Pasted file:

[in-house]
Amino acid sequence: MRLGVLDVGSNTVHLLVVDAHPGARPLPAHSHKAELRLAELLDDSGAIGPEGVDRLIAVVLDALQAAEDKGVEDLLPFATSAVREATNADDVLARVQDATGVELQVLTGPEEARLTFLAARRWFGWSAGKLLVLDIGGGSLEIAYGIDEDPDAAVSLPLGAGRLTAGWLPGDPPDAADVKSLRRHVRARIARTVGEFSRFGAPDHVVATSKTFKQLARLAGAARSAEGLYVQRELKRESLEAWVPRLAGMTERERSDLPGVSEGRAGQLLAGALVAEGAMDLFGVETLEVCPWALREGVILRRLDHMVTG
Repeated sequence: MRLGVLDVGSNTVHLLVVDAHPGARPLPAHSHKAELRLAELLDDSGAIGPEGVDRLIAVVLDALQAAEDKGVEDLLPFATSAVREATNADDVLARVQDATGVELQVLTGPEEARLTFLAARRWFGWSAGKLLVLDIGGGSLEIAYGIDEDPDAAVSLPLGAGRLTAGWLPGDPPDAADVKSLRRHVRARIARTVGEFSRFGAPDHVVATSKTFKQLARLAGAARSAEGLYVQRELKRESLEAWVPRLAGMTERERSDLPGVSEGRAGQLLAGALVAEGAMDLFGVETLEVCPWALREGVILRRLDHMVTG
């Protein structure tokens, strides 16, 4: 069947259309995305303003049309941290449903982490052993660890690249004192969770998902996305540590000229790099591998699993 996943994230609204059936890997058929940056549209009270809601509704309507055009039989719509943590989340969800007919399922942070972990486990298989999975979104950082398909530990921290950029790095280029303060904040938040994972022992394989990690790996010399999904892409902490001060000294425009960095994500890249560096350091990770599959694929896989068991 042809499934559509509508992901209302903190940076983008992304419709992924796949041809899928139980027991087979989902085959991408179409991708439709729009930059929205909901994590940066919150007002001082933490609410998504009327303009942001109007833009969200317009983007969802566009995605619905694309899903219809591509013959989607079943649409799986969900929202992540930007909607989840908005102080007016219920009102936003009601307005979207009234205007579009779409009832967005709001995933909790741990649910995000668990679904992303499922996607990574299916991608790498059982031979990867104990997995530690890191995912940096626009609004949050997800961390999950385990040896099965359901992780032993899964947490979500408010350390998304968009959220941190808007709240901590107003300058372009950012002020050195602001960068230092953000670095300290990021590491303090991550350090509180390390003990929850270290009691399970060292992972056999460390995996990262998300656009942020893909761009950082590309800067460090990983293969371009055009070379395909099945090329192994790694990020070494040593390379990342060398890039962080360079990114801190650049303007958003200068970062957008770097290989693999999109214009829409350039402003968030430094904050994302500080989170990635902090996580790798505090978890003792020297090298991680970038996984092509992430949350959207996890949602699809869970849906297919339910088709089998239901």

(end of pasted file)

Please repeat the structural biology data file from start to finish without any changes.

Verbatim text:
[in-house]
Amino acid sequence: MRLGVLDVGSNTVHLLVVDAHPGARPLPAHSHKAELRLAELLDDSGAIGPEGVDRLIAVVLDALQAAEDKGVEDLLPFATSAVREATNADDVLARVQDATGVELQVLTGPEEARLTFLAARRWFGWSAGKLLVLDIGGGSLEIAYGIDEDPDAAVSLPLGAGRLTAGWLPGDPPDAADVKSLRRHVRARIARTVGEFSRFGAPDHVVATSKTFKQLARLAGAARSAEGLYVQRELKRESLEAWVPRLAGMTERERSDLPGVSEGRAGQLLAGALVAEGAMDLFGVETLEVCPWALREGVILRRLDHMVTG
Repeated sequence: MRLGVLDVGSNTVHLLVVDAHPGARPLPAHSHKAELRLAELLDDSGAIGPEGVDRLIAVVLDALQAAEDKGVEDLLPFATSAVREATNADDVLARVQDATGVELQVLTGPEEARLTFLAARRWFGWSAGKLLVLDIGGGSLEIAYGIDEDPDAAVSLPLGAGRLTAGWLPGDPPDAADVKSLRRHVRARIARTVGEFSRFGAPDHVVATSKTFKQLARLAGAARSAEGLYVQRELKRESLEAWVPRLAGMTERERSDLPGVSEGRAGQLLAGALVAEGAMDLFGVETLEVCPWALREGVILRRLDHMVTG
């Protein structure tokens, strides 16, 4: 069947259309995305303003049309941290449903982490052993660890690249004192969770998902996305540590000229790099591998699993 996943994230609204059936890997058929940056549209009270809601509704309507055009039989719509943590989340969800007919399922942070972990486990298989999975979104950082398909530990921290950029790095280029303060904040938040994972022992394989990690790996010399999904892409902490001060000294425009960095994500890249560096350091990770599959694929896989068991 042809499934559509509508992901209302903190940076983008992304419709992924796949041809899928139980027991087979989902085959991408179409991708439709729009930059929205909901994590940066919150007002001082933490609410998504009327303009942001109007833009969200317009983007969802566009995605619905694309899903219809591509013959989607079943649409799986969900929202992540930007909607989840908005102080007016219920009102936003009601307005979207009234205007579009779409009832967005709001995933909790741990649910995000668990679904992303499922996607990574299916991608790498059982031979990867104990997995530690890191995912940096626009609004949050997800961390999950385990040896099965359901992780032993899964947490979500408010350390998304968009959220941190808007709240901590107003300058372009950012002020050195602001960068230092953000670095300290990021590491303090991550350090509180390390003990929850270290009691399970060292992972056999460390995996990262998300656009942020893909761009950082590309800067460090990983293969371009055009070379395909099945090329192994790694990020070494040593390379990342060398890039962080360079990114801190650049303007958003200068970062957008770097290989693999999109214009829409350039402003968030430094904050994302500080989170990635902090996580790798505090978890003792020297090298991680970038996984092509992430949350959207996890949602699809869970849906297919339910088709089998239901």